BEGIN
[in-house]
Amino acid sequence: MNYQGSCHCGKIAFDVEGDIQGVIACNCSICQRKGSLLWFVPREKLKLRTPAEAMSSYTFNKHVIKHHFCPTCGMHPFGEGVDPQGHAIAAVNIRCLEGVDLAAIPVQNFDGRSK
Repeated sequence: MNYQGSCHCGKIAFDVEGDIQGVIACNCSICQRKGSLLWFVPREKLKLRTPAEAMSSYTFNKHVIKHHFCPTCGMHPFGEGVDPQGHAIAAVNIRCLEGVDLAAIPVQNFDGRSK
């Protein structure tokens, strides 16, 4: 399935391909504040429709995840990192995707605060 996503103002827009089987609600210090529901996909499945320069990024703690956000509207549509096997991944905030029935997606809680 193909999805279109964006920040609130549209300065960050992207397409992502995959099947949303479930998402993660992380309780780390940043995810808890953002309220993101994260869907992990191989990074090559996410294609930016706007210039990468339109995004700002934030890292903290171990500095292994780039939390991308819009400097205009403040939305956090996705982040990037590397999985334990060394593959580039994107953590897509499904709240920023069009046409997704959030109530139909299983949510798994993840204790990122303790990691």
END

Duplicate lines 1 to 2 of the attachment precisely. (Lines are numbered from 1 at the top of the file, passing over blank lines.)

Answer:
[in-house]
Amino acid sequence: MNYQGSCHCGKIAFDVEGDIQGVIACNCSICQRKGSLLWFVPREKLKLRTPAEAMSSYTFNKHVIKHHFCPTCGMHPFGEGVDPQGHAIAAVNIRCLEGVDLAAIPVQNFDGRSK